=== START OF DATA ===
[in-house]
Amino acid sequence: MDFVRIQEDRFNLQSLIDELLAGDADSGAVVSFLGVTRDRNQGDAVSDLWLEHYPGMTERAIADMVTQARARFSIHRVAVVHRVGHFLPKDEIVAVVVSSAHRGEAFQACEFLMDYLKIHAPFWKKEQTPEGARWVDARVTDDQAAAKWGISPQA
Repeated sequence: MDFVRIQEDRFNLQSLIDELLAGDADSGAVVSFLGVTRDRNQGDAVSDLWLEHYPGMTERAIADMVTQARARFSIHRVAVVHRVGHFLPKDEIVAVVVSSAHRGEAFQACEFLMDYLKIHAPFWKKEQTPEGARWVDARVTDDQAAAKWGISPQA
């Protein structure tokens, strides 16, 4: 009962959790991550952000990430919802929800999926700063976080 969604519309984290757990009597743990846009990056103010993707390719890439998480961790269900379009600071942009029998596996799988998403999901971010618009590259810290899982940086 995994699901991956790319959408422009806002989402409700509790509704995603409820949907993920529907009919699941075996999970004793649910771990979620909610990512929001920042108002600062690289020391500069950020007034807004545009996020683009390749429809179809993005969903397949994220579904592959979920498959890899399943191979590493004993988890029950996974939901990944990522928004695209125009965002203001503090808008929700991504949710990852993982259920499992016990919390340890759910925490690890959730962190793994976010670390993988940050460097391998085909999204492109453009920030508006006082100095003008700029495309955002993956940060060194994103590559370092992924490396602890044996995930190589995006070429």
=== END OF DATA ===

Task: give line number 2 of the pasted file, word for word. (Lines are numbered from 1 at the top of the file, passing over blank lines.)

Amino acid sequence: MDFVRIQEDRFNLQSLIDELLAGDADSGAVVSFLGVTRDRNQGDAVSDLWLEHYPGMTERAIADMVTQARARFSIHRVAVVHRVGHFLPKDEIVAVVVSSAHRGEAFQACEFLMDYLKIHAPFWKKEQTPEGARWVDARVTDDQAAAKWGISPQA